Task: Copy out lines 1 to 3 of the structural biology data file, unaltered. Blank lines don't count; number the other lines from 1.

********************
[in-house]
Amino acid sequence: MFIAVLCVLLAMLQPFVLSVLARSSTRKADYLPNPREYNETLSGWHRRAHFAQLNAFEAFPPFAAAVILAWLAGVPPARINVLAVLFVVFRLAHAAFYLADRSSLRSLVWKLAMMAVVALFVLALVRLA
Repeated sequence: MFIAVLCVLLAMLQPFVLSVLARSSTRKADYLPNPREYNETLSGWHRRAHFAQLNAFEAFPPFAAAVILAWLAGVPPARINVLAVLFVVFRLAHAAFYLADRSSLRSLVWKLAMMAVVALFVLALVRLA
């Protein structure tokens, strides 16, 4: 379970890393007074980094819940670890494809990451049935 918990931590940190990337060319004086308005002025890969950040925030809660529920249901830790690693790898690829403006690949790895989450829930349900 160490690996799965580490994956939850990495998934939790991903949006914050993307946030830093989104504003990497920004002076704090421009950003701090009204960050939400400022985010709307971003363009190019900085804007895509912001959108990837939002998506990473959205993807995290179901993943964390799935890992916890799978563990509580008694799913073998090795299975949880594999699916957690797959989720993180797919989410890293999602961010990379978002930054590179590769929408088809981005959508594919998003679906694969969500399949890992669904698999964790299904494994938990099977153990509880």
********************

[in-house]
Amino acid sequence: MFIAVLCVLLAMLQPFVLSVLARSSTRKADYLPNPREYNETLSGWHRRAHFAQLNAFEAFPPFAAAVILAWLAGVPPARINVLAVLFVVFRLAHAAFYLADRSSLRSLVWKLAMMAVVALFVLALVRLA
Repeated sequence: MFIAVLCVLLAMLQPFVLSVLARSSTRKADYLPNPREYNETLSGWHRRAHFAQLNAFEAFPPFAAAVILAWLAGVPPARINVLAVLFVVFRLAHAAFYLADRSSLRSLVWKLAMMAVVALFVLALVRLA